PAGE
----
Whether you work in financial aid or student billing, you dread the calls that come this time of year. They start, “I just got my bill and I don’t know how I’m going to pay it because…” What follows the ‘because’ may spur you to use your professional judgement authority* or just cause you to shake your head in frustration, but either way the caller deserves the same outstanding customer service you always provide. This may be the same old song and dance to us, but to each caller it is a humbling, sometimes mortifying, experience.
The easier cases — let’s face it, none of them are easy — involve recent changes in the family’s or student’s finances and in the best-case scenario, professional judgement decisions can result in higher federal or state grant eligibility or additional institutional funding if there’s any left in your budget. But, much of the time even being able to increase eligibility for financial aid won’t result in any or enough additional funding. This is when you put your counseling skills to work!
A good place to start is with the philosophy behind the need analysis — the student (and their parents if dependent) are primarily responsible for higher education costs and should pay, to the extent they are able, from past income (savings), current income (payment plan) and future income (borrowing). Resources for paying the bill may need to be cobbled together from many possibilities much like a financial aid award is put together, so just because the family doesn’t have enough saved to pay the whole bill, they may still have something saved, so identify that first.
Assuming not enough savings is what prompted the call in the first place, the next question is really two-fold; Is this situation permanent or temporary? If the latter, is your institution willing to defer the remaining tuition payment if the balance can be paid before the end of the term or the end of the academic year? If the situation is more permanent, what if the balance was broken down into smaller monthly payments? Most institutions either have their own plan or partner with a company that administers a monthly payment plan. Starting a plan llate may require a larger ‘down payment’ but often allows families to pay using current income.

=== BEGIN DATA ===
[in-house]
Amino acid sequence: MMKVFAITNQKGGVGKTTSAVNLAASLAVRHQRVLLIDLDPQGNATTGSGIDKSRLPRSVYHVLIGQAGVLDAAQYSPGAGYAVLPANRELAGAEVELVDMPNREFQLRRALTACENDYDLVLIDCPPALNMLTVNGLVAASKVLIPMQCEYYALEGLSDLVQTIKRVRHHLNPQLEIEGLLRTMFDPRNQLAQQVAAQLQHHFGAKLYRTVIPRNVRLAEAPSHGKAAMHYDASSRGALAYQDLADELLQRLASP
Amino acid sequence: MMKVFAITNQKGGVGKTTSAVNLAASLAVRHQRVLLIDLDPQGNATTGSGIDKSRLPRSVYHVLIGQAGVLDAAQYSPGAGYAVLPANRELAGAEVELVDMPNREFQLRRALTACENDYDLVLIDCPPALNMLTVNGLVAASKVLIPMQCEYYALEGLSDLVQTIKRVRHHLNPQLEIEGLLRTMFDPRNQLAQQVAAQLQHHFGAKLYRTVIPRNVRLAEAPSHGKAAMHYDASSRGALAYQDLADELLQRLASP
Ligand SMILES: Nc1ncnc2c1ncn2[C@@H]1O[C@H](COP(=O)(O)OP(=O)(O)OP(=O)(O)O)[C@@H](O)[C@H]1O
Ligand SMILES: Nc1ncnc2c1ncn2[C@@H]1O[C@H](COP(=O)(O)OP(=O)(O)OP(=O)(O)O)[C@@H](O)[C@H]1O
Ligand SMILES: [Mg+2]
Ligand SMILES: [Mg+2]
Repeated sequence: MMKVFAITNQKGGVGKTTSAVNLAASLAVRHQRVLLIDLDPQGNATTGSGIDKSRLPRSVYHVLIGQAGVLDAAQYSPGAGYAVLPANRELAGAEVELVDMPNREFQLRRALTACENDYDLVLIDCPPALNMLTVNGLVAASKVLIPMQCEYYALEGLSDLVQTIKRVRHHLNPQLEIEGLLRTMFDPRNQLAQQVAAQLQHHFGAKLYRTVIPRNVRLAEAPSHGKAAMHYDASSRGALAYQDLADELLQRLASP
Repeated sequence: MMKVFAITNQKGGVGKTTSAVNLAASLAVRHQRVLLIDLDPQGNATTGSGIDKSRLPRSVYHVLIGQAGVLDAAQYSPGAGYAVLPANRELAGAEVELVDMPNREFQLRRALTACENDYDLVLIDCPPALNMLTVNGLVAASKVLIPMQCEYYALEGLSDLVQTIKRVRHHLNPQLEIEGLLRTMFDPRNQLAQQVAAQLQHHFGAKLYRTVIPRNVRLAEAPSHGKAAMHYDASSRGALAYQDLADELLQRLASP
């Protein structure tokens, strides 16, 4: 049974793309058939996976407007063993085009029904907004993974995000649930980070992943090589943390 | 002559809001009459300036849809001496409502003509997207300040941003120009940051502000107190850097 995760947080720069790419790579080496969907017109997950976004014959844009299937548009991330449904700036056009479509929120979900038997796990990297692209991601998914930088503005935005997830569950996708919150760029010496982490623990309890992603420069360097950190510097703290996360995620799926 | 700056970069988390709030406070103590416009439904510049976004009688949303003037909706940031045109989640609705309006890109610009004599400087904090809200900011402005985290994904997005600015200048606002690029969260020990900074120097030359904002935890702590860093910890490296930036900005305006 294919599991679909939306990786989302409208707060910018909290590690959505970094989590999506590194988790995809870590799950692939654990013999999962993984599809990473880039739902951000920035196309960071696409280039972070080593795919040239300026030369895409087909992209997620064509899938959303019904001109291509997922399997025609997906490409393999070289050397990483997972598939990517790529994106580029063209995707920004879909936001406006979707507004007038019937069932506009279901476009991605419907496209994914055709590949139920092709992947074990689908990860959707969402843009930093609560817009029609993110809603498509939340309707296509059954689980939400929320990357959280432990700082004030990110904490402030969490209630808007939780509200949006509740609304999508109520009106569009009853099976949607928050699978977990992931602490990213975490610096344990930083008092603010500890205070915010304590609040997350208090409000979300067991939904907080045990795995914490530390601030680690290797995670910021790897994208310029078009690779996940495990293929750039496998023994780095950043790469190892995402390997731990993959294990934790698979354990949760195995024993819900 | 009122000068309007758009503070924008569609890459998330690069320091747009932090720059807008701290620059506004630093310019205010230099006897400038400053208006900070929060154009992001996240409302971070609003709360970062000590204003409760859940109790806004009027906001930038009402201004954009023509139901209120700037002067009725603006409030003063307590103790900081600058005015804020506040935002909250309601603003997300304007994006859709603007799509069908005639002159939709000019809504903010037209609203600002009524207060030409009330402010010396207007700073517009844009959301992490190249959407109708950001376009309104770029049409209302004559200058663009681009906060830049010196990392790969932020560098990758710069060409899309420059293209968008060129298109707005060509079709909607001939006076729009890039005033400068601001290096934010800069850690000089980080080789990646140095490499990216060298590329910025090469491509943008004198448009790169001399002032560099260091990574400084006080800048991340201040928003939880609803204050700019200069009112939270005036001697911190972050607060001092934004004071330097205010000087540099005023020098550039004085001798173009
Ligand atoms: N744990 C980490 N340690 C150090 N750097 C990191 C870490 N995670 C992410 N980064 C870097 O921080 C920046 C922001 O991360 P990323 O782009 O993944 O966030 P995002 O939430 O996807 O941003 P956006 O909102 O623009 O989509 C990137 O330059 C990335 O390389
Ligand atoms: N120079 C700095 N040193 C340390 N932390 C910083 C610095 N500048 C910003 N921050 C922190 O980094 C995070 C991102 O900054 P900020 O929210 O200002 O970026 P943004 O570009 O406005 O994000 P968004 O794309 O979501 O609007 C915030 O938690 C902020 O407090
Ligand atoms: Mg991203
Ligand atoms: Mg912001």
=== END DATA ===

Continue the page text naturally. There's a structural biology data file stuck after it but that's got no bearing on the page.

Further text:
If possibilities one and two are not sufficient, it’s time to talk loans and not just what loans may be available, but also the likelihood of qualifying. By now you know what is causing the financial hardship. If you know the parent has filed for bankruptcy or is receiving public assistance, private loan programs are off the table and maybe PLUS loans as well. An example of a workable loan plan is a parent with “iffy” credit can try to get a PLUS loan to pay the rest of tuition and also housing charges. If denied, perhaps a grandparent is willing to act as an endorser. And if that still doesn’t work, the student, who lives locally, will commute and borrow the additional unsubsidized Direct Loan to pay off the rest of tuition. If you don’t consider the possibility of the loan being denied up front, you’re really just kicking the can down the road a couple of weeks.
In your interview, you may very well find that lack of resources is a long-term, irreversible situation and as hard as it may be, be honest with the family if you don’t believe your institution is a viable option for the student at that time. The response will likely be very emotional, but in the long run they will appreciate your candor. Hopefully they’ll heed your advice and not be stuck with a tuition bill and no college credit.
Is your office overwhelmed with calls at this time of the year? Let our expert consultants give you a hand! Contact us at email@example.com if we can help.